This situation creates a strange incongruity. In one breath, conservatives will invoke a baseless claim that Bush’s excessive spending lost them the country, and in the next they will defend to the last Bush’s decisions as Commander-in-Chief. Yet these were the decisions that, more than anything else, led to Democratic victories and the GOP’s now toxic reputation. What is more, everyone outside the conservative bubble knows the narrative that mainstream conservatives tell themselves is false, which makes conservative professions of fiscal austerity and continued hawkishness even less likely to win public support.

Like their short-sighted cheerleading for a “surge” in Iraq, which failed on its own terms, and their subsequent carping this year that the Pentagon budget increase is too small, the mainstream right’s apologies for torture are not only morally bankrupt but also divorced from the reality of the intelligence, or lack thereof, these methods provided. Much as liberals needed their internal critics to challenge the welfare status quo over the last three decades, conservatism desperately needs similar internal dissent concerning the warfare state. But there is almost none.

Posted by Brad @ 12:43 pm on May 15th 2009

At Last, Rigorous Internal Dissent At NRO Over Conservatism

Unfortunately, it’s in service of crucifying one of their commentators, a CATO fellow, for suggesting that maybe the Republican Party not fall all over itself to embrace Rush Limbaugh as their national leader.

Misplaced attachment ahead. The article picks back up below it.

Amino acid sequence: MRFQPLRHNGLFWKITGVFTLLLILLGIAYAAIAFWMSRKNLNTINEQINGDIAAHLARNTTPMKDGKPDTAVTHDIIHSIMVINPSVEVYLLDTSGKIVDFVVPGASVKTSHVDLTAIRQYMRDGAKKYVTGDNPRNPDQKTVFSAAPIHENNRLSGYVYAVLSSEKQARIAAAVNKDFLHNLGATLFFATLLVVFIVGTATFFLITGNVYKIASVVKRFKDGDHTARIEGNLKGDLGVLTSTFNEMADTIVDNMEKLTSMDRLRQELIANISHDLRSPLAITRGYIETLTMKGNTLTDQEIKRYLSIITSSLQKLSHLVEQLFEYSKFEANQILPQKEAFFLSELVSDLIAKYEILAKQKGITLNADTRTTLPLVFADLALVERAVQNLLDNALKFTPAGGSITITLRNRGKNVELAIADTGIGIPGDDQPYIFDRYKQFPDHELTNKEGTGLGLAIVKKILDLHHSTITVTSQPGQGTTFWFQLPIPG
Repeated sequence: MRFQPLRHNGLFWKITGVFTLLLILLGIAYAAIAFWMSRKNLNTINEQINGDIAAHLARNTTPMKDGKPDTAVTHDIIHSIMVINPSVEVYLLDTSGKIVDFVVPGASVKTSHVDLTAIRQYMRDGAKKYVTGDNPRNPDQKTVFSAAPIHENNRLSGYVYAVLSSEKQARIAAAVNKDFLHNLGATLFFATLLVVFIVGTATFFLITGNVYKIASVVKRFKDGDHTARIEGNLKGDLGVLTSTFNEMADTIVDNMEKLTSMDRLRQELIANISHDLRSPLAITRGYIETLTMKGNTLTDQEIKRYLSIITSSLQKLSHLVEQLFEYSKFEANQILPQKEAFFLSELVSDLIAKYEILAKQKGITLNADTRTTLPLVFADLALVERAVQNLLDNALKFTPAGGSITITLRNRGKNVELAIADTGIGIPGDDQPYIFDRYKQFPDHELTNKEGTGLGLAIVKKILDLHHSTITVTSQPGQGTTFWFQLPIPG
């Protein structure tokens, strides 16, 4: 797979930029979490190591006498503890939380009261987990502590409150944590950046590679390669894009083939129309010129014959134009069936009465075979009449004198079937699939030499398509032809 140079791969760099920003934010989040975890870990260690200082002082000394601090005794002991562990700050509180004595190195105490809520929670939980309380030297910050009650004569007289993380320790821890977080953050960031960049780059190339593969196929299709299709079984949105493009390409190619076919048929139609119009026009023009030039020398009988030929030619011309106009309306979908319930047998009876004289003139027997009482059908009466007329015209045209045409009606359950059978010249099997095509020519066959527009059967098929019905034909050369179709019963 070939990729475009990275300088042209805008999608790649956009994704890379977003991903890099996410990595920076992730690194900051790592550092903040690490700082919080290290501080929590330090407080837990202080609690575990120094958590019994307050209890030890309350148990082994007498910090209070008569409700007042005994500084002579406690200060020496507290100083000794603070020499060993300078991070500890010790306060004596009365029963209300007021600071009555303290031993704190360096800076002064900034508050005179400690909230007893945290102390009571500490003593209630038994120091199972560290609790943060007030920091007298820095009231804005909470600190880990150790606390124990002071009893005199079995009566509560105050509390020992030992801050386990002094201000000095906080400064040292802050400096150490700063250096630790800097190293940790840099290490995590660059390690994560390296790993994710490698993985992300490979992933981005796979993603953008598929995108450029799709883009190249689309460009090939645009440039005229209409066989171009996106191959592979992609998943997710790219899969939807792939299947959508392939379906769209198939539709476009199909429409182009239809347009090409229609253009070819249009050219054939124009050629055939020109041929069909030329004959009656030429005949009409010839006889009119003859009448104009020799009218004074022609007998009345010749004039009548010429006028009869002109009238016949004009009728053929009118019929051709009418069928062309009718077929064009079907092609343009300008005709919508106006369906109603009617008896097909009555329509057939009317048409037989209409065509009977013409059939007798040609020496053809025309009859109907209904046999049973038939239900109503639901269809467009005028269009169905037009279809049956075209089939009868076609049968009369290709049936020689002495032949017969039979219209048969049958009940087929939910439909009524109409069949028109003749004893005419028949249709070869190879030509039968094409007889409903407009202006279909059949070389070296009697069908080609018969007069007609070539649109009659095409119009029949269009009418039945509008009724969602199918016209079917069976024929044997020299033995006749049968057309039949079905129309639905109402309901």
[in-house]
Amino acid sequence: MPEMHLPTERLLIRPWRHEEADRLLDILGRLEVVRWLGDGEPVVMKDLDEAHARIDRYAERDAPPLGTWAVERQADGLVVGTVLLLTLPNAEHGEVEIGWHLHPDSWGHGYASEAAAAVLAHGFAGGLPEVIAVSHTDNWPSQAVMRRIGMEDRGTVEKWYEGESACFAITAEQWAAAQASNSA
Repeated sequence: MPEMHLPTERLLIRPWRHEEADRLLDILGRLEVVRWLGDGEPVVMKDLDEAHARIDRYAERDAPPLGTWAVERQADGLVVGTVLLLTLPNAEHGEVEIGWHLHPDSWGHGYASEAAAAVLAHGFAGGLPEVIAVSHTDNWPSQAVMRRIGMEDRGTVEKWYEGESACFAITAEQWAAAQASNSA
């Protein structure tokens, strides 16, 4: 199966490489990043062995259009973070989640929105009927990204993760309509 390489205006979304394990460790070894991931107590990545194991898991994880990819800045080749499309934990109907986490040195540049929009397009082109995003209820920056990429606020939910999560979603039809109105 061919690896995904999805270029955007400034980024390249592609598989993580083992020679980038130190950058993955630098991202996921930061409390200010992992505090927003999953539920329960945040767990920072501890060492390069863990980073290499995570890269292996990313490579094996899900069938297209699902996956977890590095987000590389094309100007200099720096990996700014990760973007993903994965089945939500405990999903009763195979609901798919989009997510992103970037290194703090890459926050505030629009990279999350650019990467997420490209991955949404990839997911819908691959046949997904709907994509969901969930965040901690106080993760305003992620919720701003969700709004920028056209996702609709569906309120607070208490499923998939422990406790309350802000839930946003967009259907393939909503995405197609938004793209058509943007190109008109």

Posted by Brad @ 12:39 pm on May 15th 2009

Quote of the Day

“We’re currently occupying two Muslim countries. We’re killing civilians regularly (as usual) — with airplanes and unmanned sky robots. We’re imprisoning tens of thousands of Muslims with no trial, for years. Our government continues to insist that it has the power to abduct people — virtually all Muslim — ship them to Bagram, put them in cages, and keep them there indefinitely with no charges of any kind. We’re denying our torture victims any ability to obtain justice for what was done to them by insisting that the way we tortured them is a “state secret” and that we need to “look to the future.” We provide Israel with the arms and money used to do things like devastate Gaza. Independent of whether any or all of these policies are justifiable, the extent to which those actions “inflame anti-American sentiment” is impossible to overstate.

And now, the very same people who are doing all of that are claiming that they must suppress evidence of our government’s abuse of detainees because to allow the evidence to be seen would ‘inflame anti-American sentiment.'”

Glenn Greenwald

Posted by Brad @ 5:15 pm on May 14th 2009

The Plain Truth

Already, barely over 100 days after Bush has left office, the revelations that have come out about the actions of his presidency leave no doubt in my mind that he will be viewed as a stain on our history for perpetuity.